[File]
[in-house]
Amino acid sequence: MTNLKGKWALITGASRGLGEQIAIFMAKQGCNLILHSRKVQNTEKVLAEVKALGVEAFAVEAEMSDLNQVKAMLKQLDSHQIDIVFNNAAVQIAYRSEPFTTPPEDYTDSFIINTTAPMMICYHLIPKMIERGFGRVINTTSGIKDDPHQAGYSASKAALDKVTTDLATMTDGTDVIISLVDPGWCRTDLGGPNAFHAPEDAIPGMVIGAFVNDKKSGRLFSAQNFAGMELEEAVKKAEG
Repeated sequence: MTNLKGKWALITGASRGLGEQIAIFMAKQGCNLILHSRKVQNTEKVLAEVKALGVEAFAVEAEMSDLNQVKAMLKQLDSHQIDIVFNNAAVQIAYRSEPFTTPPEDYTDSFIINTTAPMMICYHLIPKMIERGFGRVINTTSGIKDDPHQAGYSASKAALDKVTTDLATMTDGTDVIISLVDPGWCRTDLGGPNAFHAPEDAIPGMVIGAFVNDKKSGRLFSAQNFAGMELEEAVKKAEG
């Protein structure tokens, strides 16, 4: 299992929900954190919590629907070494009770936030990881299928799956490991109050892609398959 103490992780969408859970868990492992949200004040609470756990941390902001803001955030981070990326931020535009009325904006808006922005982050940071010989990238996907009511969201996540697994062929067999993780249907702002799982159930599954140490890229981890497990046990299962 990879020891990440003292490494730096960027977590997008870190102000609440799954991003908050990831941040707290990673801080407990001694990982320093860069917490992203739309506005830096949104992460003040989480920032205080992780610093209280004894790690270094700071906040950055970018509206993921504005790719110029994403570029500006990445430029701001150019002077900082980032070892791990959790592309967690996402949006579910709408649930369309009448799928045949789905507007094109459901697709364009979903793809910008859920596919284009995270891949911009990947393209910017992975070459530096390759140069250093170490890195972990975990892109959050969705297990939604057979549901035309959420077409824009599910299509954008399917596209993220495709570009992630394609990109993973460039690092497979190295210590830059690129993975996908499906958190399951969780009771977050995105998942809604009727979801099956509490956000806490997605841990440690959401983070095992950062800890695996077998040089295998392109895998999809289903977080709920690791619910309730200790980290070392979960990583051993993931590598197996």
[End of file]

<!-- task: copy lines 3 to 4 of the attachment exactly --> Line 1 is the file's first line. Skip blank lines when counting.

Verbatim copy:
Repeated sequence: MTNLKGKWALITGASRGLGEQIAIFMAKQGCNLILHSRKVQNTEKVLAEVKALGVEAFAVEAEMSDLNQVKAMLKQLDSHQIDIVFNNAAVQIAYRSEPFTTPPEDYTDSFIINTTAPMMICYHLIPKMIERGFGRVINTTSGIKDDPHQAGYSASKAALDKVTTDLATMTDGTDVIISLVDPGWCRTDLGGPNAFHAPEDAIPGMVIGAFVNDKKSGRLFSAQNFAGMELEEAVKKAEG
């Protein structure tokens, strides 16, 4: 299992929900954190919590629907070494009770936030990881299928799956490991109050892609398959 103490992780969408859970868990492992949200004040609470756990941390902001803001955030981070990326931020535009009325904006808006922005982050940071010989990238996907009511969201996540697994062929067999993780249907702002799982159930599954140490890229981890497990046990299962 990879020891990440003292490494730096960027977590997008870190102000609440799954991003908050990831941040707290990673801080407990001694990982320093860069917490992203739309506005830096949104992460003040989480920032205080992780610093209280004894790690270094700071906040950055970018509206993921504005790719110029994403570029500006990445430029701001150019002077900082980032070892791990959790592309967690996402949006579910709408649930369309009448799928045949789905507007094109459901697709364009979903793809910008859920596919284009995270891949911009990947393209910017992975070459530096390759140069250093170490890195972990975990892109959050969705297990939604057979549901035309959420077409824009599910299509954008399917596209993220495709570009992630394609990109993973460039690092497979190295210590830059690129993975996908499906958190399951969780009771977050995105998942809604009727979801099956509490956000806490997605841990440690959401983070095992950062800890695996077998040089295998392109895998999809289903977080709920690791619910309730200790980290070392979960990583051993993931590598197996």